If you are the spouse that will be paying alimony, get divorced now before 2018 ends or pay more taxes!




The new Tax Cuts and Jobs Act (TCJA), recently signed into law on December 22, 2017 by President Trump, will have many consequences for taxpayers–some good and some bad–depending  on variables like where you live, what income bracket you’re in, and whether or not you own property. Add to that list your marital status. Beginning on January 1, 2019, alimony payments originating from marital settlement agreements made after January 1, 2019, will no longer receive the same tax treatment as it has had for nearly seventy-five (75) years.

As it stands currently, the general rule for alimony is that it is tax-deductible to the person paying it and taxable to the person receiving it. After December 31, 2018, this rule no longer applies. For people in the midst of a divorce, the change in law is good news and bad news: good for the party set to receive alimony (because they will not be forced to pay taxes on alimony), and bad for the party who will be paying it (because they will not be able to use it as a tax deduction). Traditionally, the ability to at least reduce tax liability has served as some small financial comfort for people who ultimately pay to their spouse significant sums of money through alimony, over potentially extended time periods. Traditionally, the tax deductibility of alimony has been one of many useful tools in the toolbox of divorce attorneys in negotiations to help bring settlement. It allows both parties to get some economic benefit out of the situation. Moving forward, lawyers will no longer have this tool at their disposal.

Under the current tax laws, there are some requirements for alimony to be tax-deductible to the person paying it. Some of those requirements are:

  1. The provisions for alimony must be in a written instrument.
  2. It must be specified that the payment is for alimony, and not child support.
  3. Ex-spouses must not be living in the same residence when alimony is being paid. Additionally, ex-spouses cannot file jointly on their tax returns for the term of alimony.
  4. The alimony must be paid in cash, or some other cash-equivalent. Alimony cannot be conveyed via property (i.e. homes or vehicles).
  5. There must be no obligation that alimony must still be paid after the death of the person paying it.

Digging deeper into the consequences of this new provision of the tax bill, most divorce and family law lawyers seem to believe the inability to deduct alimony payments for tax purposes may cause a reduction in the use of alimony in negotiated divorce cases. Not when there are other options in which to divide property with more advantageous tax consequences. Regardless of the future implications, couples currently going through a divorce still have the opportunity to use the old tax scheme to limit their tax liability when dividing up the marital property in a divorce – a step which is called Equitable Distribution in Pennsylvania. Divorce cases already settled will not be effected. For divorces that have been initiated but not yet completed, all settlement agreements executed (signed) on or before December 31, 2018, the old law will still apply.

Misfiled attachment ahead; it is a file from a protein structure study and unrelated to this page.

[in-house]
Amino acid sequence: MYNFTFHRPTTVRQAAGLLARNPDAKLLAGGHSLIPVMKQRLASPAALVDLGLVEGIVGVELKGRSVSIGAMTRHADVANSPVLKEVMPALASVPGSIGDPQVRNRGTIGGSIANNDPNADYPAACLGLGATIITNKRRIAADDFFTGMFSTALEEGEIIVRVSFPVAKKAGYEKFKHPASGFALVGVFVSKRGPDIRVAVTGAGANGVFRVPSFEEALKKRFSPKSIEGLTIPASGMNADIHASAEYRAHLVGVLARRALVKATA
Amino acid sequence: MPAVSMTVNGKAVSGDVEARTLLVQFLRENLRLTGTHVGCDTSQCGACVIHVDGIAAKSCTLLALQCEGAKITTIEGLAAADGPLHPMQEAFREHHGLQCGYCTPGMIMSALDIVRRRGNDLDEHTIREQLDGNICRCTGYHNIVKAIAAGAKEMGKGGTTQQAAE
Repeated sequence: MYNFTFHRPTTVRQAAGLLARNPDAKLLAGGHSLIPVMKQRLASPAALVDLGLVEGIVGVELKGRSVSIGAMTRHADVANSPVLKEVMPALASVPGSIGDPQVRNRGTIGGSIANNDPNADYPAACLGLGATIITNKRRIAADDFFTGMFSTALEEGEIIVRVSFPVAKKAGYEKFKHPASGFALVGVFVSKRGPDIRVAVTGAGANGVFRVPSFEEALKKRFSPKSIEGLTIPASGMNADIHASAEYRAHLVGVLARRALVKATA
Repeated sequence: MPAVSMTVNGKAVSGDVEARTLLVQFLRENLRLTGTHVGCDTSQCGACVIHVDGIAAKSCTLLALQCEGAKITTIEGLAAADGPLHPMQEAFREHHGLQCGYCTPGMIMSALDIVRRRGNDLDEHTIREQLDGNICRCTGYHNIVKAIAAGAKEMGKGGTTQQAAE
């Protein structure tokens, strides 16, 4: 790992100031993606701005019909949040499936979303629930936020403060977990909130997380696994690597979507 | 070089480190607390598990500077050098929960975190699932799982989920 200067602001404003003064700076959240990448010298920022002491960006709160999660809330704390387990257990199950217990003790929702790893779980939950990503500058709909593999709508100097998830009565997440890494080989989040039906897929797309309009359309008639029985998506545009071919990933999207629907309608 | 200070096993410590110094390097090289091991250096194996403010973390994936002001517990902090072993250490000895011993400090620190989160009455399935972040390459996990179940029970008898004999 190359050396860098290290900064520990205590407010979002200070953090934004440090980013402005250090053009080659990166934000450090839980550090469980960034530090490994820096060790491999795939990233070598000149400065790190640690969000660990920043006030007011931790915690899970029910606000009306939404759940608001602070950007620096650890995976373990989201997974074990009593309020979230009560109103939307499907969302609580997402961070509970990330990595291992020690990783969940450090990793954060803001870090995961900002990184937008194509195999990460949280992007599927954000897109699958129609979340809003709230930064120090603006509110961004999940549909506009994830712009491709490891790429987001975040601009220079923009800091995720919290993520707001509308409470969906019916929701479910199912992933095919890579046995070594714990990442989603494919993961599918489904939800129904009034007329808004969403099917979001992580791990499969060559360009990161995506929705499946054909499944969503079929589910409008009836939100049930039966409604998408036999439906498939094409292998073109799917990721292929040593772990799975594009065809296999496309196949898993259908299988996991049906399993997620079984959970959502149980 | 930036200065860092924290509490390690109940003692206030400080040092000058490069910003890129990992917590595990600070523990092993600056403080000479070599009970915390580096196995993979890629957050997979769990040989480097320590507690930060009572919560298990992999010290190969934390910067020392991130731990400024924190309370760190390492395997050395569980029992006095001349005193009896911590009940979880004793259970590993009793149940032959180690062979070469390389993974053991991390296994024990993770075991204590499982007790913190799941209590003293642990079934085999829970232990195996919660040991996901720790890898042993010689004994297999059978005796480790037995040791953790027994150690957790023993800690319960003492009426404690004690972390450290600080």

Due to this change in law relating to tax deductibility of alimony, it appears that the remainder of 2018 is a good time to attempt to settle your divorce if you will ultimately be the one paying alimony. On the other hand, if you are the one who will likely be receiving alimony, the change in the tax law may incentivize you to put off the divorce until after the new tax law takes effect in 2019. For the spouse who is likely to receive alimony, it may also be a good time to take a more aggressive stance in settlement discussions due to the knowledge that your soon-to-be former spouse may desire to take advantage of the tax deduction for alimony under the old law.

Here is a general checklist a person going through a divorce who will likely be paying alimony should follow:

  • Obviously, push forward with divorce settlement before the end of 2018 if you wish to reap the rewards of favorable tax treatment of alimony.
  • Do the cost/benefit analysis of how much in taxes you will pay versus what you would be able to deduct under current tax structure. There are calculators online to help aid you in this.
  • Sit down with a knowledgeable divorce attorney to discuss your divorce and how the new tax bill (the TCJA) will affect your situation.

If you have questions about divorce and whether you will be receiving or paying alimony, a good place to start is calling the Law Offices of Gregory P. LaMonaca, P.C., at (610) 892-3877. We have a dedicated staff comprised of seven (7) family law attorneys who can help assist you in this challenging time.

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About Alicia Fastman

Alicia Fastman graduated from Hofstra University with a Bachelor’s degree in Psychology, then went on to complete her Juris Doctorate at the Widener University School of Law in Wilmington, DE. Alicia graduated from law school with pro bono distinction, completed a Certificate in Criminal Law, and focused her intensive studies within the fields of litigation and trial advocacy. Alicia joined LaMonaca Law in April of 2011 and is a Partner at the firm. She was selected as a Top Lawyer in Main Line Magazine in 2014, 2016, 2017, and 2019 in the areas of Family Law and Divorce and has been named as a Best Lawyer in the areas of Adoption and Trial in the Delaware County Daily Times. Alicia is licensed to practice law in Pennsylvania, and is a member of the Pennsylvania, Philadelphia, and Delaware County Bar Associations. Alicia resides in Delaware County with her dog, Leonard. In her time outside of the courtroom or office, she enjoys creating art, listening to podcasts, and spending time with friends and family.